<Route path="/tedious" component={TediousForm} />
            <Route path="/formik" component={FormikForm} />
          </div>
        </Router>
      </div>
    )
  }
}

Let’s breakdown a few of these elements.

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The Router block is what allows react-router to match each of the Route objects path props and display the corresponding component. These can be any React component. You can also pass a function to the children or render props that returns a component, as is done for the root (“/”) Route.

Try going to http://localhost:3000/simple to see the router in action!

Not exactly what we’re looking for…

There’s our gamelist rendered with the Route since the path matches. Huzzah!

But, there’s one thing amiss here, and that is the / route and the /simple routes are both rendering. The matching expression still works for both of them, so it’s rendering them in the order it discovers them. We would rather it be one or the other, so we can add the exact prop to the root Route to fix the behavior.

<Route
  exact
  path="/"
  render={() => <h3>Choose Simple, Tedious, or Formik</h3>}
/>

Much better.

That’s more like it!

Links

Now, if you click around you’ll notice that the navigation we had setup previously no longer works and the app will yell at you since we have gotten rid of the handleChangeForm functions. Not to worry, Link is here for you.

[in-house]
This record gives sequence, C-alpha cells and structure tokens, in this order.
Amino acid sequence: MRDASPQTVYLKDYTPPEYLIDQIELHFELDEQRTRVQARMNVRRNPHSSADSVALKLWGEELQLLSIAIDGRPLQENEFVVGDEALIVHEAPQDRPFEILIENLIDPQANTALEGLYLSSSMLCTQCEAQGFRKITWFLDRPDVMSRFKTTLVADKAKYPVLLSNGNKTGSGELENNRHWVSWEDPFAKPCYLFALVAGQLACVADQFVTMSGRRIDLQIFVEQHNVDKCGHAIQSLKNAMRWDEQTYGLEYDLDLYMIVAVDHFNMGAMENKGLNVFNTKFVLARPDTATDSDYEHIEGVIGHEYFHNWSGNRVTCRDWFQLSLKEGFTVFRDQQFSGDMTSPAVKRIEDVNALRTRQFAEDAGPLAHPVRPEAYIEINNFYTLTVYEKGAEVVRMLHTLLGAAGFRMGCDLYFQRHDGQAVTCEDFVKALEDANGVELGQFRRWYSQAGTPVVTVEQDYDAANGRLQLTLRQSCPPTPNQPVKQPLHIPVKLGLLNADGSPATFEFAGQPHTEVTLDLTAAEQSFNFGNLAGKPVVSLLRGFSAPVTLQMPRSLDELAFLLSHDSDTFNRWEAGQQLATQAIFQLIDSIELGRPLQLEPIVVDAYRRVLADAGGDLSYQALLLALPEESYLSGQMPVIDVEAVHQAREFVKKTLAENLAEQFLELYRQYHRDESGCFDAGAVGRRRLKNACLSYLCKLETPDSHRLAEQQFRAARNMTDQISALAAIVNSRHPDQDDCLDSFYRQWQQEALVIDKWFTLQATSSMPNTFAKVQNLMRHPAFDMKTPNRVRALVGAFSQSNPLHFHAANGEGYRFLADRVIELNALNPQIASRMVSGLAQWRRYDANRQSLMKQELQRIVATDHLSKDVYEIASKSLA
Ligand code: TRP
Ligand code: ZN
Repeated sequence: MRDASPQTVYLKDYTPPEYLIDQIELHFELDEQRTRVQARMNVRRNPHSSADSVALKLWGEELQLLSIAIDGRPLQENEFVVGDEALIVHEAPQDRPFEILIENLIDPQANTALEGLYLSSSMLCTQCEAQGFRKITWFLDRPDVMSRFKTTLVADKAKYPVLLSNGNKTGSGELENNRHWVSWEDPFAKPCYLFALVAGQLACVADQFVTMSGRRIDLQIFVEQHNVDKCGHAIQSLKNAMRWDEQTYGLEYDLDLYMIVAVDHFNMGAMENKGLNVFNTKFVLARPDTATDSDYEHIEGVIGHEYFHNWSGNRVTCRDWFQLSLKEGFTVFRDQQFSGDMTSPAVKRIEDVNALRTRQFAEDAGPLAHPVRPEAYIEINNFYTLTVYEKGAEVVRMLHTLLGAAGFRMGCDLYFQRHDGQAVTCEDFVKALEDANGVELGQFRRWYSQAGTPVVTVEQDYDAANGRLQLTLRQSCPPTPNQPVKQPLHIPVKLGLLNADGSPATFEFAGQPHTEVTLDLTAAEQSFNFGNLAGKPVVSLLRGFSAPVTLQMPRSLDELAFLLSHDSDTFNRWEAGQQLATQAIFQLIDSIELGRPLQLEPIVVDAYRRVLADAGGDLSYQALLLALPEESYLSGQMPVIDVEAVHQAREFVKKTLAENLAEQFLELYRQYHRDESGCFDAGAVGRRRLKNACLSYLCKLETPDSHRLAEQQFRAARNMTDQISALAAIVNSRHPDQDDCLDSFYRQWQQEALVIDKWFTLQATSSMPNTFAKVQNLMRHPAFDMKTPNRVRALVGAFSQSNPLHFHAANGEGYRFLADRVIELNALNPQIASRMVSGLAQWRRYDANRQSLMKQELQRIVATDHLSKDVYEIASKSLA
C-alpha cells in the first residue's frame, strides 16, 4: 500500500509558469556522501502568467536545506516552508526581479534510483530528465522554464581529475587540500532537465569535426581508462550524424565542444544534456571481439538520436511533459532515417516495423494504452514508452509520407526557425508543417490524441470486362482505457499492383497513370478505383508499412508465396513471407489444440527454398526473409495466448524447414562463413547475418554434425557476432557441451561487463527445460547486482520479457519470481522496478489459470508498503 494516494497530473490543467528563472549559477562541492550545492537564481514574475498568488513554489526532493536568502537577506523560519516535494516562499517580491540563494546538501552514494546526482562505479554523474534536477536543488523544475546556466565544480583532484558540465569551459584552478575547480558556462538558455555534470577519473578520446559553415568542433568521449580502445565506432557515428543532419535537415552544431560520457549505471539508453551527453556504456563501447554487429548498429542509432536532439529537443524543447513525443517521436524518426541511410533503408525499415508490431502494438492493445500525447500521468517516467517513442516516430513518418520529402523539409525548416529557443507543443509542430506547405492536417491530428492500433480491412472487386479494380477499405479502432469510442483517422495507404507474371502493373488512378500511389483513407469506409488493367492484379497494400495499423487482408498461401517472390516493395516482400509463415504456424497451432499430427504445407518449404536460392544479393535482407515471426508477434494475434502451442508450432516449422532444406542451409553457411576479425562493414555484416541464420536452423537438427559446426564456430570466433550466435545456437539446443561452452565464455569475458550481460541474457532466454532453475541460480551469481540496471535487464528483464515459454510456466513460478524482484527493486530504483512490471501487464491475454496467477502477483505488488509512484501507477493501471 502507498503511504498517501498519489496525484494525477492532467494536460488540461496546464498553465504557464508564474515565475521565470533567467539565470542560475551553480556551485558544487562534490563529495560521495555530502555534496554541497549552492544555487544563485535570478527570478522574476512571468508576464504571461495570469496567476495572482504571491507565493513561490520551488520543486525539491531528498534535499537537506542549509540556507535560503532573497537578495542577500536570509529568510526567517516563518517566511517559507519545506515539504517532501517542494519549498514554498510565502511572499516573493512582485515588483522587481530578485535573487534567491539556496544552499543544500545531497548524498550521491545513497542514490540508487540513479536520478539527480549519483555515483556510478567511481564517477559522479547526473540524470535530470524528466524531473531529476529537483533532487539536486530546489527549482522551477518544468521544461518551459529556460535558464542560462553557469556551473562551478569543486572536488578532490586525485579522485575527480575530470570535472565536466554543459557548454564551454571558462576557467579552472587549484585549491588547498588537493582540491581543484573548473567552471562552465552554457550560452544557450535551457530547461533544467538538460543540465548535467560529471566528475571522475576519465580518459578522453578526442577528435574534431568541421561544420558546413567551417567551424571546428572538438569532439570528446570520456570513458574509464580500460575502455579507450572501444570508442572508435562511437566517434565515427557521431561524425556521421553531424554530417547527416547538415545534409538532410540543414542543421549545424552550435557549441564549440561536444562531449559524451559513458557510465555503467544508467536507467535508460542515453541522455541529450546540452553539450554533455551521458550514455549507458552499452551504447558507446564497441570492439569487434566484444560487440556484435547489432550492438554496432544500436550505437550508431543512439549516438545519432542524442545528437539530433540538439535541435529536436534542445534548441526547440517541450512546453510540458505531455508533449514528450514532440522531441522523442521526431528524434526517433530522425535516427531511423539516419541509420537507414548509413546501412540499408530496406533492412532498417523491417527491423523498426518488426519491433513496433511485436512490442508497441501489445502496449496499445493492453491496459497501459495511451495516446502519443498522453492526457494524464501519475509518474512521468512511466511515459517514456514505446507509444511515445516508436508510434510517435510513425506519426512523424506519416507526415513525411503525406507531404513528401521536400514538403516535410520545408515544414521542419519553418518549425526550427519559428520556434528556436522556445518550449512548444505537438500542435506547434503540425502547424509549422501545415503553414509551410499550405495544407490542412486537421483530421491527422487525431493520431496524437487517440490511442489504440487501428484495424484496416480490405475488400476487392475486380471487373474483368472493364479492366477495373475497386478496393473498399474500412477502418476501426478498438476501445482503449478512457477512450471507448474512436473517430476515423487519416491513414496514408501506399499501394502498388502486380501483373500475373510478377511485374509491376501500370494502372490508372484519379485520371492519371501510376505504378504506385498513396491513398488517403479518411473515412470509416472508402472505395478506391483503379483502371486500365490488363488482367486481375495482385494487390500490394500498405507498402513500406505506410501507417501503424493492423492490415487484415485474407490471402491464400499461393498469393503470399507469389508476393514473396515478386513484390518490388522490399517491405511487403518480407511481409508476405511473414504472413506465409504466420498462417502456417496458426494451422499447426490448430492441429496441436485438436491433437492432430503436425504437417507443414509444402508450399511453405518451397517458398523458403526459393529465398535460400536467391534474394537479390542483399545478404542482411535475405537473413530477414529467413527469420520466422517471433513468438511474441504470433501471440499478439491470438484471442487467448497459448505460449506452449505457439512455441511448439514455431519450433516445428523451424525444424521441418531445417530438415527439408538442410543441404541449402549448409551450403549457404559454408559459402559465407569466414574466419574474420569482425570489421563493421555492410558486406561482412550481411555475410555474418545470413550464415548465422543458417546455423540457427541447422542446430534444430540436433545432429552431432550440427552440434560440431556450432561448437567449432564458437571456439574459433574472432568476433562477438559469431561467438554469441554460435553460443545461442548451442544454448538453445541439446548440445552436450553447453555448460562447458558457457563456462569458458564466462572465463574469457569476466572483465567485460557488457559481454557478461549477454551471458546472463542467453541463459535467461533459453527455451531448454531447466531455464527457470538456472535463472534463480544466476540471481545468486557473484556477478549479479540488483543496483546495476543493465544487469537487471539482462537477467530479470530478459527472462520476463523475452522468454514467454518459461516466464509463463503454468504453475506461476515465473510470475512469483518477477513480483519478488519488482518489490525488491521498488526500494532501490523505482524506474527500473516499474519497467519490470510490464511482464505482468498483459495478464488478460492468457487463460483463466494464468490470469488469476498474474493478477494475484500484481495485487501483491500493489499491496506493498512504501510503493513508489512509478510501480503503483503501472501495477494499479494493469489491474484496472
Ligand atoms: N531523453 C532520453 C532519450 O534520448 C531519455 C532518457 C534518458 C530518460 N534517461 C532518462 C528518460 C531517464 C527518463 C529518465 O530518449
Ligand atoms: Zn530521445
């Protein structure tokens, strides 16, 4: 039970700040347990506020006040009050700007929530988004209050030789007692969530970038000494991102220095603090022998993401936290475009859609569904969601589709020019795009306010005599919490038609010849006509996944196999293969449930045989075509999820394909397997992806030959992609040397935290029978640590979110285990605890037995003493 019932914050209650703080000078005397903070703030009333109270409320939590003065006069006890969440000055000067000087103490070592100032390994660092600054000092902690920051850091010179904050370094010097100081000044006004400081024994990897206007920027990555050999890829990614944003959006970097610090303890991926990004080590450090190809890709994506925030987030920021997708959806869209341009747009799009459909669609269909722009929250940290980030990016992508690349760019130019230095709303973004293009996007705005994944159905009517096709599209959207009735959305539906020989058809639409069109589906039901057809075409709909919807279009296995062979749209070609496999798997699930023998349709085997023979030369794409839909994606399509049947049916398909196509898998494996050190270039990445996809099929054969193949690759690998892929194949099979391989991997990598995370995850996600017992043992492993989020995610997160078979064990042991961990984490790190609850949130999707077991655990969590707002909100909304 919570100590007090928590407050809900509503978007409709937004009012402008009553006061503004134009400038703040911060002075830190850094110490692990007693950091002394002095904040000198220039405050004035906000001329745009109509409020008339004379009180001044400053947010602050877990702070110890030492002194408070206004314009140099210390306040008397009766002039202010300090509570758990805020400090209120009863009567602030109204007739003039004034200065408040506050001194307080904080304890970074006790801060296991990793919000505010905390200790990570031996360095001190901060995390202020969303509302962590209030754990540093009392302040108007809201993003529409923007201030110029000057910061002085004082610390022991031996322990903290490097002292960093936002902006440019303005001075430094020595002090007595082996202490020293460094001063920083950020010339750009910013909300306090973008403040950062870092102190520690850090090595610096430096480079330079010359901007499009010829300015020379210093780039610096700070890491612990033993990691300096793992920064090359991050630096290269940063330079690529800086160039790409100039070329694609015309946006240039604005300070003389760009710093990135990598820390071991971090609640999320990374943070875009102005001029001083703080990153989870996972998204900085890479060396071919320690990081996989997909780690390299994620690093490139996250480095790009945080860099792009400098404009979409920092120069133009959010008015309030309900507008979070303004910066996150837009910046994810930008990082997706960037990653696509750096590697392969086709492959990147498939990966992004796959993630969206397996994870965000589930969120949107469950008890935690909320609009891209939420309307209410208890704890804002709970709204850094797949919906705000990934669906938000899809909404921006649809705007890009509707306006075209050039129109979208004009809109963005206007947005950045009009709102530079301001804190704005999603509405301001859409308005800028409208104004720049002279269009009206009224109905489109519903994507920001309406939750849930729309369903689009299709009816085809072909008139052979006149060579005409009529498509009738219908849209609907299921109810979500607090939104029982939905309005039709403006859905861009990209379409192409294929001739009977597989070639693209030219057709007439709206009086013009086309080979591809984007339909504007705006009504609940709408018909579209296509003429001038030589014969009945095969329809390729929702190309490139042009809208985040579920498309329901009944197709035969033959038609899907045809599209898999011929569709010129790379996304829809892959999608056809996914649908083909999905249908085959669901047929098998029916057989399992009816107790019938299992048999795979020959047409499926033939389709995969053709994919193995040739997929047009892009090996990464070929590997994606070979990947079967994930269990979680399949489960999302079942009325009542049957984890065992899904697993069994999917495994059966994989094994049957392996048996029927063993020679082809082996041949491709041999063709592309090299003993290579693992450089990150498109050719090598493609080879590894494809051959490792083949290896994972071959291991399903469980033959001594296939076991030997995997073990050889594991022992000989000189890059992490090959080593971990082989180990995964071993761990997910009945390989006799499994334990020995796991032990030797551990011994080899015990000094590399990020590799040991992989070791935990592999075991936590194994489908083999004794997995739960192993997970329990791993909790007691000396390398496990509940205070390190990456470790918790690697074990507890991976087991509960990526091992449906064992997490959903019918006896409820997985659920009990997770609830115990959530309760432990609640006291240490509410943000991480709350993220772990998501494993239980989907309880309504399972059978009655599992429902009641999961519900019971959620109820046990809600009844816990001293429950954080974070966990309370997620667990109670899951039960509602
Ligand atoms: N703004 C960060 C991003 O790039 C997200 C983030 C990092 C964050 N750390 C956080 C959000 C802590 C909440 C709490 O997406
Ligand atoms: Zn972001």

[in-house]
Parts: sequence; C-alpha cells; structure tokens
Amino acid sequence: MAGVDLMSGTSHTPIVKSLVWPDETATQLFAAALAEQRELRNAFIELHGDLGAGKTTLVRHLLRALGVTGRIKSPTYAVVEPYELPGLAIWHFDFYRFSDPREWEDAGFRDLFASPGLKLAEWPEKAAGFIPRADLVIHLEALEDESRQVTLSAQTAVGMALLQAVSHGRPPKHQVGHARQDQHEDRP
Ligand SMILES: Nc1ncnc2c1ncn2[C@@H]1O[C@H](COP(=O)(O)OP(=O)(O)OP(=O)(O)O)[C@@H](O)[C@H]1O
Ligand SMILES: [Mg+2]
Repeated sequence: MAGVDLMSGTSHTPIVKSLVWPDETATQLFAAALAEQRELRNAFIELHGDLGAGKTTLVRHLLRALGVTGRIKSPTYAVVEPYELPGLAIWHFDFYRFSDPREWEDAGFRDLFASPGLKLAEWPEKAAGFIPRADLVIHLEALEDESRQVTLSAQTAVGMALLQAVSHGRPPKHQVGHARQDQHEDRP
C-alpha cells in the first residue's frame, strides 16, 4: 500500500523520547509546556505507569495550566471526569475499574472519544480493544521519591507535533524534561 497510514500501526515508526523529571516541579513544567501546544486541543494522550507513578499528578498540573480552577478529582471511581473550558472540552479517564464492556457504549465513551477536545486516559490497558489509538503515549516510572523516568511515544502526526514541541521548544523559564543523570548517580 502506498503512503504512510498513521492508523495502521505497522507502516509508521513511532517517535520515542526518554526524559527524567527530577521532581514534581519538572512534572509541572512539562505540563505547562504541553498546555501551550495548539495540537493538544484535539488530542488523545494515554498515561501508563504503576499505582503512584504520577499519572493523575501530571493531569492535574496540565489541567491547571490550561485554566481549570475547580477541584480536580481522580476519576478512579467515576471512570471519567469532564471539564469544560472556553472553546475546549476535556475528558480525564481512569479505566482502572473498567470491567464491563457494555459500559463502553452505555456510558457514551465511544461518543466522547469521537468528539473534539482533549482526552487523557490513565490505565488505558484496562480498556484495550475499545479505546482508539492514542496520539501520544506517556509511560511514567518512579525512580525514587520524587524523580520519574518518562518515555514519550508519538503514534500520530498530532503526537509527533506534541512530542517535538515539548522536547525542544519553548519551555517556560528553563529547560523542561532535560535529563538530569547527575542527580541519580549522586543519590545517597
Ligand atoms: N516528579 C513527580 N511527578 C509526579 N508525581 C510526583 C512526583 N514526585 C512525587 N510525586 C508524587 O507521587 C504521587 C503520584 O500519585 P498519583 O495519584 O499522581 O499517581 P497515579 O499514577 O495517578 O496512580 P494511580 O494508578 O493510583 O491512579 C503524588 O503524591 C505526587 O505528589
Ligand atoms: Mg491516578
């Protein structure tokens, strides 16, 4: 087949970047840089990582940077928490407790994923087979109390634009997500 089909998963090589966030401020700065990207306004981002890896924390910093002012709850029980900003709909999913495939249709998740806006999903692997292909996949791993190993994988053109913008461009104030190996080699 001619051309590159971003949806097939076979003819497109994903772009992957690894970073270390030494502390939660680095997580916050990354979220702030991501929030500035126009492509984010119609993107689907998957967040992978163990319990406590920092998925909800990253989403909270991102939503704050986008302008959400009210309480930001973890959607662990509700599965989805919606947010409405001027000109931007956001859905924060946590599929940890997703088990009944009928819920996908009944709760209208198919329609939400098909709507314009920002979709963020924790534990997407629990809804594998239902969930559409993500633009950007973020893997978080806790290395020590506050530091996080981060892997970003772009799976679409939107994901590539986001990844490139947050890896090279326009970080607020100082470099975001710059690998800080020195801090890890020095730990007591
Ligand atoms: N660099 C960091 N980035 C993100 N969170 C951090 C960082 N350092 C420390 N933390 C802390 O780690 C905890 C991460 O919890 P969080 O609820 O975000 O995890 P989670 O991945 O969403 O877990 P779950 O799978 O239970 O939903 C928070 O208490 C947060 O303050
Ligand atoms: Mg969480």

First, we will import the Link from react-router-dom.

import { BrowserRouter as Router, Route, Link } from 'react-router-dom'

Next, we will replace the spans in the header with Link components, keeping the styling we had previously.

<Link to="/simple" className="form-link">
  Simple
</Link>
<Link to="/tedious" className="form-link">
  Tedious
</Link>
<Link to="/formik" className="form-link">
  Formik
</Link>

That’s it! Click your beautiful links and see the router do its thing.

For one last flourish, let’s give a little color to the active link so we know which form we’ve selected. This can be done with the NavLink component from react-router-dom. Replace the Link instances with NavLink. NavLink will allow us to apply styles when the route matches the Link.

There are two ways we can accomplish this – either with activeStyle or activeClassName props. For this simple example, we will supply a style object that will be applied for each of our links.